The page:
Naming beneficiaries usually supersedes instructions in your will or trust, so getting them right is important, says Letha McDowell, an attorney at Hook Law Center and president of the National Academy of Elder Law Attorneys. You should also name conditional beneficiaries in case you and the primary beneficiary — usually your spouse — die at the same time or within a short period of time, McDowell says. Although 401(k) plans routinely remind participants to review their beneficiaries, they rarely advise them to name a conditional beneficiary, she says.
If you don’t name a beneficiary – or the primary beneficiary before you dies and you don’t name a new beneficiary – the proceeds will be paid to the estate, meaning they will go through the probate process. This could significantly delay the process of distributing assets in your estate and cause headaches and expense for your heirs.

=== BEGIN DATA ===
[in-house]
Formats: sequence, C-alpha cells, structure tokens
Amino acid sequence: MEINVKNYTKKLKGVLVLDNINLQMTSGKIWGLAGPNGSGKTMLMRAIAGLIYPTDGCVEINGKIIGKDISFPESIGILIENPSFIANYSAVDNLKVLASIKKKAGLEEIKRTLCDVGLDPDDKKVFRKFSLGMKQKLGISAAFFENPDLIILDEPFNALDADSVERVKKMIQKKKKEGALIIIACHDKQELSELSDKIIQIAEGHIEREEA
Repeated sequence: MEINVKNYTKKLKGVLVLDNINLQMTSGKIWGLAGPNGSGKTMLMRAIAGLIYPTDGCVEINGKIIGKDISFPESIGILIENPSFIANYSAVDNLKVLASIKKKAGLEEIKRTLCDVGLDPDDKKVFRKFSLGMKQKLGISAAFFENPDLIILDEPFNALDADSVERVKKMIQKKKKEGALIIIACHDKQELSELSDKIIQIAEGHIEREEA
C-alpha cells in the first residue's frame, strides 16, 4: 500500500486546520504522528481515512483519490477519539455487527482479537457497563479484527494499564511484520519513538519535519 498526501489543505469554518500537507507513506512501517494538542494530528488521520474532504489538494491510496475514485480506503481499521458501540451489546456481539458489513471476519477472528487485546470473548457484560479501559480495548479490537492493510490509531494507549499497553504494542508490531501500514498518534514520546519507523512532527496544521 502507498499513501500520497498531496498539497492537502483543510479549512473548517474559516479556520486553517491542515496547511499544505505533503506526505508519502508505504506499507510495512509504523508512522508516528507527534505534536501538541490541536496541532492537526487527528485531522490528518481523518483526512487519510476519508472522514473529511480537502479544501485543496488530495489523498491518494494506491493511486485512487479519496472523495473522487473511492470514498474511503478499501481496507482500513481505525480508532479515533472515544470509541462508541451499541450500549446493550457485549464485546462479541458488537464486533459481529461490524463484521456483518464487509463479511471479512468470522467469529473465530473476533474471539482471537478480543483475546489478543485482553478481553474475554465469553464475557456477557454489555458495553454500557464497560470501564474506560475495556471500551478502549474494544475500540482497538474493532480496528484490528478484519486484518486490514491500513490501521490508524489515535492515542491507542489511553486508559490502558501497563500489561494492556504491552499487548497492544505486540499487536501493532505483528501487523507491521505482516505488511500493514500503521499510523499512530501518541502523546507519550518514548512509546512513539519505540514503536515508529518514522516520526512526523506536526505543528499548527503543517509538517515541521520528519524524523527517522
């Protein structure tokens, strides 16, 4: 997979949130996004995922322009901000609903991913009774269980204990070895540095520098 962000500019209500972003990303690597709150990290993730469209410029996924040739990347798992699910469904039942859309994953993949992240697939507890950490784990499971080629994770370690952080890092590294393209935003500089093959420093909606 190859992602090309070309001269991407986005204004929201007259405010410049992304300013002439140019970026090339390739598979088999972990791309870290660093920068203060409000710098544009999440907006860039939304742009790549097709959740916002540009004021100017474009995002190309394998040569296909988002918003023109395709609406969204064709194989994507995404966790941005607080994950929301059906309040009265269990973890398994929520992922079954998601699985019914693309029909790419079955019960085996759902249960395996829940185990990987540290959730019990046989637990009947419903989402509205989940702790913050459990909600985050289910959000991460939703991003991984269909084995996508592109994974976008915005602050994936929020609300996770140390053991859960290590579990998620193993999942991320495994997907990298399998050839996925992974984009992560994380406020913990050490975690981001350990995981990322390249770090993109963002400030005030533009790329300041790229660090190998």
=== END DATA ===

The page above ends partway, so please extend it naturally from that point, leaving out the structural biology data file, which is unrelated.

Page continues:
Federal law requires qualified plans, such as B. 401(k) plans, go to the surviving spouse unless the spouse agrees to relinquish that protection. If you want those funds to go to someone other than your spouse—for example, you have remarried and want your adult children to inherit the funds—your spouse must sign a waiver giving up the right to receive funds.
These spousal protections do not apply to IRAs. In most states, you can designate anyone you want as a beneficiary of your IRA (a spousal waiver may be required if you do not designate your spouse and live in a community property state). So while a spouse can be the default beneficiary of a 401(k), once the funds are transferred to an IRA, that protection disappears.
Look at your non-retirement accounts